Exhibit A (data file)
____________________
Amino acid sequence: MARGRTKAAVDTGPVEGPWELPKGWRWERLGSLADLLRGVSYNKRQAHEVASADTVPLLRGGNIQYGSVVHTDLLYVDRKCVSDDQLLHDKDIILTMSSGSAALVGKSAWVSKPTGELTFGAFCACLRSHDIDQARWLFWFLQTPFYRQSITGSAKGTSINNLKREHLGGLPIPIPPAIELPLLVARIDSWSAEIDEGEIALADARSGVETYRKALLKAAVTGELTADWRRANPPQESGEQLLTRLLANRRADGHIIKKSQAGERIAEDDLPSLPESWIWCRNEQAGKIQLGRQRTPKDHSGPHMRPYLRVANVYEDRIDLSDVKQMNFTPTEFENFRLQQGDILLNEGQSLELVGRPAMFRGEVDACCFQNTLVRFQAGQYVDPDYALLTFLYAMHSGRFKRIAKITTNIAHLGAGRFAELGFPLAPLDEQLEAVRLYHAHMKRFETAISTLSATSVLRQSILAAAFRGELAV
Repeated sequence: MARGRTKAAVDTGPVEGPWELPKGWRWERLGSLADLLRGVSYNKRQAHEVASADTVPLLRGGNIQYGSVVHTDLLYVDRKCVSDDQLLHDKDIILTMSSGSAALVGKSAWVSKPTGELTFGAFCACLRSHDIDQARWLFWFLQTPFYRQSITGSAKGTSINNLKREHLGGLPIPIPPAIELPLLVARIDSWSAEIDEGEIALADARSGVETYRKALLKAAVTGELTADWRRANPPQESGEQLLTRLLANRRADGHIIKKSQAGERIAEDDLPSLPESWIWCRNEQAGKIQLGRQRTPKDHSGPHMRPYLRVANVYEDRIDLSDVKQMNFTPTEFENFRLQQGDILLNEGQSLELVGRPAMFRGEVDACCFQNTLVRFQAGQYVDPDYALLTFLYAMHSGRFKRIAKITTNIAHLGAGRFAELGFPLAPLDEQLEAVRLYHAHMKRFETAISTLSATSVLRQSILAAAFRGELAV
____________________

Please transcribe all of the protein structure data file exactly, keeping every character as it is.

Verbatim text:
Amino acid sequence: MARGRTKAAVDTGPVEGPWELPKGWRWERLGSLADLLRGVSYNKRQAHEVASADTVPLLRGGNIQYGSVVHTDLLYVDRKCVSDDQLLHDKDIILTMSSGSAALVGKSAWVSKPTGELTFGAFCACLRSHDIDQARWLFWFLQTPFYRQSITGSAKGTSINNLKREHLGGLPIPIPPAIELPLLVARIDSWSAEIDEGEIALADARSGVETYRKALLKAAVTGELTADWRRANPPQESGEQLLTRLLANRRADGHIIKKSQAGERIAEDDLPSLPESWIWCRNEQAGKIQLGRQRTPKDHSGPHMRPYLRVANVYEDRIDLSDVKQMNFTPTEFENFRLQQGDILLNEGQSLELVGRPAMFRGEVDACCFQNTLVRFQAGQYVDPDYALLTFLYAMHSGRFKRIAKITTNIAHLGAGRFAELGFPLAPLDEQLEAVRLYHAHMKRFETAISTLSATSVLRQSILAAAFRGELAV
Repeated sequence: MARGRTKAAVDTGPVEGPWELPKGWRWERLGSLADLLRGVSYNKRQAHEVASADTVPLLRGGNIQYGSVVHTDLLYVDRKCVSDDQLLHDKDIILTMSSGSAALVGKSAWVSKPTGELTFGAFCACLRSHDIDQARWLFWFLQTPFYRQSITGSAKGTSINNLKREHLGGLPIPIPPAIELPLLVARIDSWSAEIDEGEIALADARSGVETYRKALLKAAVTGELTADWRRANPPQESGEQLLTRLLANRRADGHIIKKSQAGERIAEDDLPSLPESWIWCRNEQAGKIQLGRQRTPKDHSGPHMRPYLRVANVYEDRIDLSDVKQMNFTPTEFENFRLQQGDILLNEGQSLELVGRPAMFRGEVDACCFQNTLVRFQAGQYVDPDYALLTFLYAMHSGRFKRIAKITTNIAHLGAGRFAELGFPLAPLDEQLEAVRLYHAHMKRFETAISTLSATSVLRQSILAAAFRGELAV